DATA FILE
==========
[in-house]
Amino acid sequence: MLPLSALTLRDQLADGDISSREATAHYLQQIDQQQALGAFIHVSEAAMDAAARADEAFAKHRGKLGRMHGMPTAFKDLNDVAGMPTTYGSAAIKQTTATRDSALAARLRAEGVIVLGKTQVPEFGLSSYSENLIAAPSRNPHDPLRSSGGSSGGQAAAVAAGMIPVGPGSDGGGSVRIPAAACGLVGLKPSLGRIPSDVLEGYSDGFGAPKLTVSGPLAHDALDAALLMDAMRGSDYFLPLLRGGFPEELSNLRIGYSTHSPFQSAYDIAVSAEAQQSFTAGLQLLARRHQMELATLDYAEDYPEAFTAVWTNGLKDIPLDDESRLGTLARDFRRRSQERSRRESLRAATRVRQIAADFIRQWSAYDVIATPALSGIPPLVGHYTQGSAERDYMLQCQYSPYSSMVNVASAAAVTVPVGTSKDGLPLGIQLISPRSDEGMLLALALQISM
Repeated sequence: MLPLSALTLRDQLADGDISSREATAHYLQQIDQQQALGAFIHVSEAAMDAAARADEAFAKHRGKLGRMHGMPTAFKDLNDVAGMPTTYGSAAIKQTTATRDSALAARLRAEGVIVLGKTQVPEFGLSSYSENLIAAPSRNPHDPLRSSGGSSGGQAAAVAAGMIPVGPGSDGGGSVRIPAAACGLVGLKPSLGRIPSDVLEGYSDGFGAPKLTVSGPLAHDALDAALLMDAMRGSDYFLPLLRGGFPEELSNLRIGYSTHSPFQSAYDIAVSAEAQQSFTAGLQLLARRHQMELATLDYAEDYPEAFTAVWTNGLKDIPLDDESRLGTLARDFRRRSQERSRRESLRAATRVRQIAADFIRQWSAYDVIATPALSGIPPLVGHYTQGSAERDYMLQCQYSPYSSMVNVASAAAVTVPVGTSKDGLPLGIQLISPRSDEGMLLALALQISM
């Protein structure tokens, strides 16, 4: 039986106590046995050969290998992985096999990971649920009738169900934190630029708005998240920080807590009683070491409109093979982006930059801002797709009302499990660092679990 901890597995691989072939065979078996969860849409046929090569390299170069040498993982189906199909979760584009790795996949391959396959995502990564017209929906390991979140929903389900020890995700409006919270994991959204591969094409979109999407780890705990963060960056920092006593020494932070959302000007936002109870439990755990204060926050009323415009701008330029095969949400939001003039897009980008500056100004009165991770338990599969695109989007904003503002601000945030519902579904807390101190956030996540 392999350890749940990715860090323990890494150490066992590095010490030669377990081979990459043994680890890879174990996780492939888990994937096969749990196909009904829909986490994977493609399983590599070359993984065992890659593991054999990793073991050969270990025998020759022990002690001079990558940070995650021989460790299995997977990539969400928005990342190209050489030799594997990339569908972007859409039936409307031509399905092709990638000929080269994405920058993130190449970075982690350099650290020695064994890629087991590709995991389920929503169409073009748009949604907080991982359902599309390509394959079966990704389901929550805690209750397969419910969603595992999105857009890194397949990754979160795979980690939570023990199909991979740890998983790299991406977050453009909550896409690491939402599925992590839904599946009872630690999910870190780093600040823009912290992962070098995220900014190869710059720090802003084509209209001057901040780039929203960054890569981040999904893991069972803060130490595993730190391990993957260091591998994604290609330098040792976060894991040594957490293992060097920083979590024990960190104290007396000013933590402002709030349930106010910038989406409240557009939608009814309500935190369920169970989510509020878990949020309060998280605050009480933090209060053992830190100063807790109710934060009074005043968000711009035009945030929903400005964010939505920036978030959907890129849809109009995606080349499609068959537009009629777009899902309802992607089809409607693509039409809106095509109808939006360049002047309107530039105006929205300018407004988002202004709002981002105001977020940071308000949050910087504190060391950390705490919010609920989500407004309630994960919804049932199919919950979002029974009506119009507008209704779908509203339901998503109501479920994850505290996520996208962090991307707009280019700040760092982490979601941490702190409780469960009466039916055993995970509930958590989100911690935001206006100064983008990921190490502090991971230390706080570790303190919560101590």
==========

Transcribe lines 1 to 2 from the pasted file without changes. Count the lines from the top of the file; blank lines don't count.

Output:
[in-house]
Amino acid sequence: MLPLSALTLRDQLADGDISSREATAHYLQQIDQQQALGAFIHVSEAAMDAAARADEAFAKHRGKLGRMHGMPTAFKDLNDVAGMPTTYGSAAIKQTTATRDSALAARLRAEGVIVLGKTQVPEFGLSSYSENLIAAPSRNPHDPLRSSGGSSGGQAAAVAAGMIPVGPGSDGGGSVRIPAAACGLVGLKPSLGRIPSDVLEGYSDGFGAPKLTVSGPLAHDALDAALLMDAMRGSDYFLPLLRGGFPEELSNLRIGYSTHSPFQSAYDIAVSAEAQQSFTAGLQLLARRHQMELATLDYAEDYPEAFTAVWTNGLKDIPLDDESRLGTLARDFRRRSQERSRRESLRAATRVRQIAADFIRQWSAYDVIATPALSGIPPLVGHYTQGSAERDYMLQCQYSPYSSMVNVASAAAVTVPVGTSKDGLPLGIQLISPRSDEGMLLALALQISM